Cityscape Update: While Asian REITs Have Potential, Exit Strategies Can’t Be Overlooked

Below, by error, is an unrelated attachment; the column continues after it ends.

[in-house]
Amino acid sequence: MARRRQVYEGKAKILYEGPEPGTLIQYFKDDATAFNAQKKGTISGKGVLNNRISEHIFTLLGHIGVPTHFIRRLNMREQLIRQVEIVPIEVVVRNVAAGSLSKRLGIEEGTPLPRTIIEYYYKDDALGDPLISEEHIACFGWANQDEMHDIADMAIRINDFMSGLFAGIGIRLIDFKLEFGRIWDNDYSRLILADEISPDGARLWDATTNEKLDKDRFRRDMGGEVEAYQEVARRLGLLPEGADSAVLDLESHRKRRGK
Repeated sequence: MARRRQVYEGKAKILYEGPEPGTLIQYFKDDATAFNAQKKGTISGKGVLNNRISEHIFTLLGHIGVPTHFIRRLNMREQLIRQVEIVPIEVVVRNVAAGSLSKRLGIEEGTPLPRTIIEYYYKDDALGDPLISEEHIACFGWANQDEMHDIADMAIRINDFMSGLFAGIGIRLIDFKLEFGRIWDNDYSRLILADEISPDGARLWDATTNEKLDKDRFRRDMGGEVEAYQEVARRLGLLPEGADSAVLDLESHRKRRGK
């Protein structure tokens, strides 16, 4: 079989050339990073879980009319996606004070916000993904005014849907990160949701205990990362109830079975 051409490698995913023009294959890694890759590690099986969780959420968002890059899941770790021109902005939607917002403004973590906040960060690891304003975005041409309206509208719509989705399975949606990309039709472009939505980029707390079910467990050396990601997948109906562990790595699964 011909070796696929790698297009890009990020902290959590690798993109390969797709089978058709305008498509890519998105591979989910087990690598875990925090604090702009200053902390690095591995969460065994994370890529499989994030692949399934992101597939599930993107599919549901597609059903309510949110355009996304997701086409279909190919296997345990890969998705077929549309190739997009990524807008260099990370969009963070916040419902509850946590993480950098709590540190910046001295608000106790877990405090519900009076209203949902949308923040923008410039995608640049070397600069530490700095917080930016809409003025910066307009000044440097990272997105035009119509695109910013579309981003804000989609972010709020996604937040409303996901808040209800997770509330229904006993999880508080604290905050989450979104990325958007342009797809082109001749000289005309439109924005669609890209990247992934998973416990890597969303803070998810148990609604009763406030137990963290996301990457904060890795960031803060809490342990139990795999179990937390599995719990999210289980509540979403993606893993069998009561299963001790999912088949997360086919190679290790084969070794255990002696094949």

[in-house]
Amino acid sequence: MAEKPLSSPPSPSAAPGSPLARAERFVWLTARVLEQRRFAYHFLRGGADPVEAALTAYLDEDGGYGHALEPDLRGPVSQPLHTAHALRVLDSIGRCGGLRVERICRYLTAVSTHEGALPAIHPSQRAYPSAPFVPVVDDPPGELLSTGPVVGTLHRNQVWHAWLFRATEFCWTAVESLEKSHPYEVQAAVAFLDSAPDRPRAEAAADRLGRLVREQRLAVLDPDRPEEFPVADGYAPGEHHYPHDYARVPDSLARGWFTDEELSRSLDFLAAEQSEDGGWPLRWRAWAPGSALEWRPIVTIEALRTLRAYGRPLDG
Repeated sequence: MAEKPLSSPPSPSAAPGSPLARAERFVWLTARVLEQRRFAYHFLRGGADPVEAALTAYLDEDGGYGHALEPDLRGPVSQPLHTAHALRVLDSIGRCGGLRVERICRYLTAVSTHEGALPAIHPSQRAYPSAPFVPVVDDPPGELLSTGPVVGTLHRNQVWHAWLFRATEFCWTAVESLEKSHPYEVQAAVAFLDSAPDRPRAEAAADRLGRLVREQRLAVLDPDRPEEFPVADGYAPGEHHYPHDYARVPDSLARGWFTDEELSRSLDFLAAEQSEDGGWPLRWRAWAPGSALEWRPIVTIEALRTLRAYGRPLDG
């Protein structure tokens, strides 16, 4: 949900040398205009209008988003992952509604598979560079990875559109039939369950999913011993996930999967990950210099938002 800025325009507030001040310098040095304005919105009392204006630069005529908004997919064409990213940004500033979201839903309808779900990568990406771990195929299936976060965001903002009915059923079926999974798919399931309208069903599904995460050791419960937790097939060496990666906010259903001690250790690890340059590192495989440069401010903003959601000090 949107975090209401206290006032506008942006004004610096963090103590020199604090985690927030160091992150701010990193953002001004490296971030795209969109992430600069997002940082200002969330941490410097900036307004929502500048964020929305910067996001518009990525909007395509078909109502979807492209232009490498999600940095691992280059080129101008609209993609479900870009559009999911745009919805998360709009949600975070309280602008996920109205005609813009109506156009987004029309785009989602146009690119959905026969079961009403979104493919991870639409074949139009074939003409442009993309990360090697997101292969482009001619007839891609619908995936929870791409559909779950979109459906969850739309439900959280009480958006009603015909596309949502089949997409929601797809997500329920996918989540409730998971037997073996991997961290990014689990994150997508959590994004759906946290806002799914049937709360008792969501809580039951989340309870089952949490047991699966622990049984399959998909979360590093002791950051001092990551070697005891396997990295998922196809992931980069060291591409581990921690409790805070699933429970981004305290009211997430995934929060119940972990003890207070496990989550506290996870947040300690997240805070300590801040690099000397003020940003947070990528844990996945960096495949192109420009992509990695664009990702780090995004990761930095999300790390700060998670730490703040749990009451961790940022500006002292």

As the third day of the inaugural Cityscape USA exhibition and conference crystallized at the Jacob K. Javits Convention Center in New York City, an afternoon session explored the state of Asian REITs and their impact on the bottom line. Asian REITs are picking up steam due to several reasons, including their ability to provide a pathway to property ownership coupled with their tax efficiency, low-risk possibility because they are highly regulated and attractive annual returns, according to the session’s presenter, Stewart LaBrooy (pictured), executive director & COO of Axis REIT Managers Bhd. Asia currently holds about 11 percent of the global REIT market, with about $83 billion in securitized assets. “Once the capital markets quiet down and banks get back to lending, you’ll see a huge boom in securitization,” he said. REITs are particularly important in emerging markets because they boost and stabilize capital access and serve as a vital source for attracting long term-investments. “When you have REITs in the market (they help) boost the global economy,” LaBrooy said. The infusion of REITs “brings development (and) increases GDP without the government having to prime the pump every time (there is) a slowdown. These projects start to be self-created.” Of the top 10 Asian REITs, four come from Singapore, four from Japan, and two from Hong Kong. During his presentation, LaBrooy highlighted these markets along with Malaysia. An early player in the Asian REIT competitive landscape, Japan reformed the Investment Trust Law in 2000. Banks, at that time, had about $360 billion in land and property, which had fallen as much as 70 percent in value, according to LaBrooy. “Japan’s banks were giving zero percent interest on deposits,” he said. “When the REITs came in, they were offering 4 to 5 percent. From that time you saw Japan’s growth start to pick up.” However, LaBrooy sees Singapore as the country that has done the most to foster REITs in Asia. While its first REIT didn’t get off to a stellar start, the country is now up to 20, with a market capitalization of US$20 billion, he said. The country, which has developed a set of REIT guidelines, provided incentive to the market and continues to encourage cross-border listing. “Most of these (prime) buildings were owned by companies linked to the Singapore government,” he said. “The Singapore government offered them to the public and foreign investors.” That support enabled Singapore to raise more funds to move into a key market—China. “They were in China I think 20 years ago when no one wanted to touch them. They were there making contacts with the Chinese government, making sure everything went very well for themselves. When the market boomed, they were ready, and they grabbed all the best bids.” In the case of Hong Kong, the Link REIT, established in 2005, has the distinction of being Asia’s most valuable REIT ever, with a US$2.8 billion offering, according to LaBrooy. Despite such success, the country still trails behind Singapore. “All those beautiful buildings in Hong Kong are basically all listed already, so there’s not much left over for putting into a REIT,” he said. Malaysia, although one of the first Asian countries to list a trust, doing so in 1989, didn’t do much with it. Regulation was poorly drafted, but following Singapore’s model, Malaysia issued its own guidelines in 2005. The market currently has 11 REITs with US$1.5 billion in capital in the market, according to LaBrooy. In the last six years, the number of REITs in Asia has ballooned from two to 100, LaBrooy continued, adding that while the current market depends heavily on foreign funds, significant trade is taking place within Asia, lessening the dependence on foreign markets. “Housing bubbles have occurred everywhere except in Asia,” he said. And “China’s growth is driven largely by domestic demand now, not by exports,” he noted, estimating that Asia now comprises about 35 percent of global GDP. “There’s a big shift in where the growth is happening, and what’s happening on a global basis.” It’s important to note, however, that investors must have exit plans. “It’s great saying, ‘I want to invest in China,’ but if you want to take your money out (and you don’t have an exit strategy), at the end of the day you are in real serious trouble.”